Thu, Sep 06, 2018 - Page 8 News List

Flooding can only be mitigated

By Chang Yen-ming 張炎銘

Heavy rainfall has brought widespread flooding to southern Taiwan, where city and county governments blame the Central Weather Bureau for making inaccurate forecasts and not warning local authorities early enough.

The Tainan City Government has said it would need NT$65 billion (US$2.1 billion) more over 30 years to complete its flood control and prevention plans. This is not the right attitude.

Politicians brag about their political achievements in terms of “solving” or “eradicating” floods, but hydrologists know that floods can never be eliminated.

There are plans to invest several hundred billion New Taiwan dollars in everything from flood control plans in flood-prone areas and integrated flood management within drainage basins to the creation of water environments as part of the Forward-looking Infrastructure Development Program.

However, this investment can only alleviate ponding and flooding in certain areas, and reduce the damage and losses caused by disastrous floods, because the design standards and degree of protection of every water control project are limited. Even countries with the most advanced flood prevention technology can never be completely free of floods.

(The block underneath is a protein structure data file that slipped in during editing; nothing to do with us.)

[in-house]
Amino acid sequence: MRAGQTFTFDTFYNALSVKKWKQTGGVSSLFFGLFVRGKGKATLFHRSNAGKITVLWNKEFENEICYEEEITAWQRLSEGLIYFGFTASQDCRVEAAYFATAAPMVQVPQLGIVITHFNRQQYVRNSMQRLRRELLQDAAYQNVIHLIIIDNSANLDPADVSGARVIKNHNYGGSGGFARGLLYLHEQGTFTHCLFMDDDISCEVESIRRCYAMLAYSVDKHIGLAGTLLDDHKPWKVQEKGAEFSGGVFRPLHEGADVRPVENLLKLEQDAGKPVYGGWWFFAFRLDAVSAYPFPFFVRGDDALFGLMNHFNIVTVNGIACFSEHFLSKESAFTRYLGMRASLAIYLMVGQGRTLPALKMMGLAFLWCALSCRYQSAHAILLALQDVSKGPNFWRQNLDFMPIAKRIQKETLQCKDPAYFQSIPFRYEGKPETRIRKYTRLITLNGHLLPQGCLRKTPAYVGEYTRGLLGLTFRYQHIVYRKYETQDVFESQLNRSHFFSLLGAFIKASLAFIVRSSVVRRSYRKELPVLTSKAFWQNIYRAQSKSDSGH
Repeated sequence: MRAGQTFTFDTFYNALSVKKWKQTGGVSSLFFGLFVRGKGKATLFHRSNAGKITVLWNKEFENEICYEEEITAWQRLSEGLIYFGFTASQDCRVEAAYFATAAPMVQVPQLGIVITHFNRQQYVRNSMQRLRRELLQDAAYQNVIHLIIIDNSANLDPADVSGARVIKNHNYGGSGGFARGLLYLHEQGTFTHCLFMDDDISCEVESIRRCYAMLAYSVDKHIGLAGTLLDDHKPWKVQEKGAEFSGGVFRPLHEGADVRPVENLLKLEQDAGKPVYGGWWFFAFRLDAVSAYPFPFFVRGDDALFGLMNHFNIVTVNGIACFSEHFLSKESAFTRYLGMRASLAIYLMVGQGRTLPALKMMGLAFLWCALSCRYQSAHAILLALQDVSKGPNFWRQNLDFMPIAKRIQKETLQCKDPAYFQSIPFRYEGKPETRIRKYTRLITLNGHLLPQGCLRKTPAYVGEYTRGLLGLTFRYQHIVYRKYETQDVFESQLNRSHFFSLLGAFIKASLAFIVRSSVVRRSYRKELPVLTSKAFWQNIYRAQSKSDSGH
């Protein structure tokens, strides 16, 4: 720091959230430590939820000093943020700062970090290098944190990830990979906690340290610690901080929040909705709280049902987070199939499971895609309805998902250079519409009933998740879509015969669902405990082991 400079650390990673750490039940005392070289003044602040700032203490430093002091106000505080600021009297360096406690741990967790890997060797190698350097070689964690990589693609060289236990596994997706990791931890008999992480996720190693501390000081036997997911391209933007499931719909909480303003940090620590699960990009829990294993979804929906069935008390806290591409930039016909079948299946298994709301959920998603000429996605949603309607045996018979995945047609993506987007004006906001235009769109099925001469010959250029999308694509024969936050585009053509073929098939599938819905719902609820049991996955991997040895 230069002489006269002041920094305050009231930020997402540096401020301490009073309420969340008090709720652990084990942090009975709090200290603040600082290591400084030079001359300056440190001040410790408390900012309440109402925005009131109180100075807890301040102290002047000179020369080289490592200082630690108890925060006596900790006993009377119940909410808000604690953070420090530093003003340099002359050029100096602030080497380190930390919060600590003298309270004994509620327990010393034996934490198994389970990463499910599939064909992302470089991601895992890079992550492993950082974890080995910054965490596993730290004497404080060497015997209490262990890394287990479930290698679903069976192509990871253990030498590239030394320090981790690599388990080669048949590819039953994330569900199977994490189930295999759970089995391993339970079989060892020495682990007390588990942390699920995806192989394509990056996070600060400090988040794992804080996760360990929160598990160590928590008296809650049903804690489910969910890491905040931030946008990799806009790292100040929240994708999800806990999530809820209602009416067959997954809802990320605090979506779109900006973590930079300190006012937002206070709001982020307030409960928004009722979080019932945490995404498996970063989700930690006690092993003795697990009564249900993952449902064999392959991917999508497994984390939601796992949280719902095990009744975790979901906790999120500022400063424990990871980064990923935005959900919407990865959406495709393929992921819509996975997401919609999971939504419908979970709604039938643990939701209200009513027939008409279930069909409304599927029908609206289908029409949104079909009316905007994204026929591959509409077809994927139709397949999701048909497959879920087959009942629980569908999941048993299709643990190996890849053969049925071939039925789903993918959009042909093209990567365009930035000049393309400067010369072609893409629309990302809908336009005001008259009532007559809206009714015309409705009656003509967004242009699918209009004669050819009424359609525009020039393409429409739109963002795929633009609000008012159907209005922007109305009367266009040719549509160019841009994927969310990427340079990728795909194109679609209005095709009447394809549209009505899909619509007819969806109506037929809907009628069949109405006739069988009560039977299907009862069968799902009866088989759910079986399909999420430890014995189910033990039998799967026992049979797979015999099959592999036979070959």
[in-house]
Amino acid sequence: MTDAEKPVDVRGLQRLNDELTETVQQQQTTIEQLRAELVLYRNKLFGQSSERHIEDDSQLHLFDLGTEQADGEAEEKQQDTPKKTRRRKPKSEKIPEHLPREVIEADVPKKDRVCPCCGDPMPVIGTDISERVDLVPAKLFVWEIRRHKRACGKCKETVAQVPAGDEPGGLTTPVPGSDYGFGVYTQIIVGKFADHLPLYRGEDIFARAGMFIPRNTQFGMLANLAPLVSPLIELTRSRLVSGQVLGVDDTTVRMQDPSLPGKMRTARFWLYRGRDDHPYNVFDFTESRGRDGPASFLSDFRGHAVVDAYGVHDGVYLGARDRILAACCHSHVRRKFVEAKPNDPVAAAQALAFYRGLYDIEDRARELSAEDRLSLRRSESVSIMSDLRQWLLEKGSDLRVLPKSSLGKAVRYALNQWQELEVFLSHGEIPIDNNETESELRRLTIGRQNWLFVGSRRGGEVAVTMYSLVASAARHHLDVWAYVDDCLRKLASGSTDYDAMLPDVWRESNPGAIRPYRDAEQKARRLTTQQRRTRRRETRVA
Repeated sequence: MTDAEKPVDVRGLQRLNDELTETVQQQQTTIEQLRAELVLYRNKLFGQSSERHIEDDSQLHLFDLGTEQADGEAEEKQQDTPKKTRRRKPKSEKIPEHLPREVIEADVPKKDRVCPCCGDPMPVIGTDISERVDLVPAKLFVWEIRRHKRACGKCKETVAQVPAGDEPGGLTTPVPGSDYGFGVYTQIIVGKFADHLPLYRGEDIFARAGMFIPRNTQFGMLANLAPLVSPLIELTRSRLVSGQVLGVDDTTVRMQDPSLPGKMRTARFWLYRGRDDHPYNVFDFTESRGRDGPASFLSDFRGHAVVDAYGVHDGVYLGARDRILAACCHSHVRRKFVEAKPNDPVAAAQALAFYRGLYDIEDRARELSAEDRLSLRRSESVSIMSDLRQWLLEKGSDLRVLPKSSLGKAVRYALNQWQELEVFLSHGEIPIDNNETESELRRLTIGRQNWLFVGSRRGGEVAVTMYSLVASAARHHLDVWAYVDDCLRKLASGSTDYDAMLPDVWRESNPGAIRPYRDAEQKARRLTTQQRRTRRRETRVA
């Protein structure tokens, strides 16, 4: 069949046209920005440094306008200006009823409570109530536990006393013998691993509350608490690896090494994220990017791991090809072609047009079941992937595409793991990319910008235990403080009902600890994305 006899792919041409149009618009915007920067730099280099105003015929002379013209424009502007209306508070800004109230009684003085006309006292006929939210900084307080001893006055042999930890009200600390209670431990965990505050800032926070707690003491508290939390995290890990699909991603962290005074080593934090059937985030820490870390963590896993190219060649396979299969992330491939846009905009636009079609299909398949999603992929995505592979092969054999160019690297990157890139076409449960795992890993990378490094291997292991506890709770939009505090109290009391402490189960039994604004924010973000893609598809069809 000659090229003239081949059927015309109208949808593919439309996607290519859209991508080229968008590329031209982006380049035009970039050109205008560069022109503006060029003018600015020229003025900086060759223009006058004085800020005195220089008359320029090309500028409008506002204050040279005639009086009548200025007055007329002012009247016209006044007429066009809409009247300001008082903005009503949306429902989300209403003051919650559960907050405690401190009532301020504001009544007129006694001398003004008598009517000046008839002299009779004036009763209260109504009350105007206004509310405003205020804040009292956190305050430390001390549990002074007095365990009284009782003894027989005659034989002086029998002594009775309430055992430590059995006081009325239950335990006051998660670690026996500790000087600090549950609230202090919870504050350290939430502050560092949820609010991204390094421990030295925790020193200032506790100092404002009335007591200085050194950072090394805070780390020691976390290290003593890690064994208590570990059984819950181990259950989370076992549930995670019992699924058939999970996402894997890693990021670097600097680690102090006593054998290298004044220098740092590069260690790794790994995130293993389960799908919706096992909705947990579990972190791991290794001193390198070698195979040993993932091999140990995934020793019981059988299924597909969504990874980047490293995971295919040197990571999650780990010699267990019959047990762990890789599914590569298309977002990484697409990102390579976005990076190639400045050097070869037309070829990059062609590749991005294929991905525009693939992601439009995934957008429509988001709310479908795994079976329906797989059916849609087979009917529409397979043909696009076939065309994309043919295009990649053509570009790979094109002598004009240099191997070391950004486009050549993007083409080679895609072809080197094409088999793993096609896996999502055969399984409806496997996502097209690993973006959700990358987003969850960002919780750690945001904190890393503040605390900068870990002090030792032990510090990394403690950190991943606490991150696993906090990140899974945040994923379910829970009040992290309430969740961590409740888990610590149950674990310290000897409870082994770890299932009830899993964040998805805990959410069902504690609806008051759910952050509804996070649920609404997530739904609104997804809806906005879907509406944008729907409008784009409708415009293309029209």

The government must still accept the blame and shoulder its responsibilities, but no one should harbor the illusion that anyone can guarantee safety forever.

Experts suggest mitigating floods by means of “sponge cities.” A few years ago, flood detention basins were popular in flood prevention; more recently, the trend has been the use of “intelligent rivers” to provide early warnings and prevent disasters.

Every method is right and effective in its own way, but even a multipronged approach using multiple methods has limits.

When a “sponge city” has absorbed as much water as it can, the excess water that it cannot absorb could cause a disaster. Flood detention basins are effective, but how big can they be and how much rainwater can they hold? If they overflow, it would cause ponding and flooding in nearby areas. Intelligent river management can provide early warnings, but that would not necessarily eliminate deaths, injuries and property damage.

Science and technology are limited, rendering weather forecasting a difficult task, but even more advanced technology and more accurate forecasts would not solve all the problems.

Standards for urban drainage in some localities only call for a five or 10-year return period, meaning that floods can be expected to recur every 10 years on average. It is useless to authorize pumps to deal with torrential rainfall if all the nearby waterways are overflowing and there is no place to pump the water.

Hoping that disastrous floods will never happen is wishful thinking. Even if the government were to spend huge sums of money to expropriate land and demolish buildings, with no concern for public opinion, and enlarge flood channels, the effect would be limited.

Perhaps the return period should be lengthened to 50 or 100 years. Even Taipei, with a return period of 200 years, had widespread flooding when Typhoon Nari struck in September 2001.

Countries with the most advanced flood prevention, such as the US and Japan, have also experienced disastrous floods in the past few years.

Climate change is causing ever-greater extremes of drought and flooding, and existing standards might not match real conditions.

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